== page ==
A man charged in the deaths of his wife and friend told officers he had consumed eight to 10 beers and was driving 40 to 50 mph when the utility terrain vehicle carrying the trio slammed into an oak Sunday evening.

James Shankle, 48, told officers “I just killed my wife and my best friend,” according to a court affidavit from New Hampshire Fish and Game Conservation Officer Robert McDermott.

Shankle faces two charges of negligent homicide and a charge of aggravated driving under the influence.

In Rockingham County Superior Court Tuesday, Judge Martin Honigberg agreed to release Shankle on personal recognizance bail under a series of conditions, including that he stay with his daughter, not drink alcohol and not drive a vehicle.

Rockingham County Attorney Patricia Conway had argued against his release, saying he had threatened to harm himself.

Later in the afternoon, the court said it had new information related to the risks Shankle posed to himself and the community and issued a new order saying Shankle should be held pending another hearing on Wednesday.

About 7:30 p.m. Sunday, Shankle was driving a Red Polaris 400 utility terrain vehicle on his property in Candia with Renee Shankle, 50, and Alan Juza, 62, as passengers. Shankle told McDermott the accelerator stuck and he hit the tree; he later said the steering wheel malfunctioned.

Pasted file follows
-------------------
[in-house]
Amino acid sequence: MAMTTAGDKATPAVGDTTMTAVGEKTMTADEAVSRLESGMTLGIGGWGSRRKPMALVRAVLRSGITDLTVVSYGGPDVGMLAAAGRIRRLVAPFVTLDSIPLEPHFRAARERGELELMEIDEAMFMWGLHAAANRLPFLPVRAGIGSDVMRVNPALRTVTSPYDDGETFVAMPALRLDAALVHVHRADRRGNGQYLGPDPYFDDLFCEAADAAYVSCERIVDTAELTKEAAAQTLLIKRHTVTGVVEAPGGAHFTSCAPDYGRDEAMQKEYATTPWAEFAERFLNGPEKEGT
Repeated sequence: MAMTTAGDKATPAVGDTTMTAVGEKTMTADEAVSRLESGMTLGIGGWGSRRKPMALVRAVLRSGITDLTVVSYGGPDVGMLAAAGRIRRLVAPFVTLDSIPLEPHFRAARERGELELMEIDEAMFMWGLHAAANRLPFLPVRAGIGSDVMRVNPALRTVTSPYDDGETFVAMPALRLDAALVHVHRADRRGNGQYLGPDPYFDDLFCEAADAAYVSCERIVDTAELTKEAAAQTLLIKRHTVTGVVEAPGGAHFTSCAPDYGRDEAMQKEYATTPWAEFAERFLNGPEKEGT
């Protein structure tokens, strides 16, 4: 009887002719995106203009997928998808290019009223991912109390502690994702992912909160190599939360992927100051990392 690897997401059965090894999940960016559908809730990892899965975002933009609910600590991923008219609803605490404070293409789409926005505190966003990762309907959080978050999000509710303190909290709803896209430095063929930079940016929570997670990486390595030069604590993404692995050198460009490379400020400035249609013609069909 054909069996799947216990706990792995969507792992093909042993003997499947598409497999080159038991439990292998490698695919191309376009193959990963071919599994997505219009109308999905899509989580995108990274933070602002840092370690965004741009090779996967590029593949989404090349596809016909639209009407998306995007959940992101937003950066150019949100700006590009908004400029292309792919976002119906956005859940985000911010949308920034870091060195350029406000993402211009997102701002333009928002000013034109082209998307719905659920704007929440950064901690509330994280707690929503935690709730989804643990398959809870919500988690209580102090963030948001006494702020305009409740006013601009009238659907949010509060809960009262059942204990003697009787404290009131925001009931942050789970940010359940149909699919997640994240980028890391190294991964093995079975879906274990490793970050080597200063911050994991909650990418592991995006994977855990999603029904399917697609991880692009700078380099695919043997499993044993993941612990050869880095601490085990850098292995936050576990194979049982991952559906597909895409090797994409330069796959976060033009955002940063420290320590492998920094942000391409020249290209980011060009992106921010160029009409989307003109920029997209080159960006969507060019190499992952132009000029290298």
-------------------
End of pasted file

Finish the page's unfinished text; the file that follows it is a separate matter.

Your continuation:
McDermott wrote there was no indication of braking before the crash. A responding officer noticed alcohol on Shankle’s breath; beer cans, one half-full, were found around the crash site.

According to the affidavit, it appeared Shankle and his two passengers were all sitting in the front bench seat of the vehicle.

Shankle was treated at a hospital after the accident. He refused a blood draw to test his alcohol level, McDermott said.

Defense attorney Joseph Welsh argued in court that Shankle should be given personal recognizance bail.

“He’s not talking about harming himself at all, he has no history of mental illness suggesting self-harm,” Welsh said. “It’s a horrible accident. It’s a very serious legal matter, but nevertheless he is not a threat to harm himself.”

In June, a mother and son from Auburn died when their side-by-side, off-road vehicle crashed into a tree off Beaver Rock Road. Speed was a factor in that crash, which killed the driver, Craig Ford, 34, and his mother, Wendy Ford, 51, police said.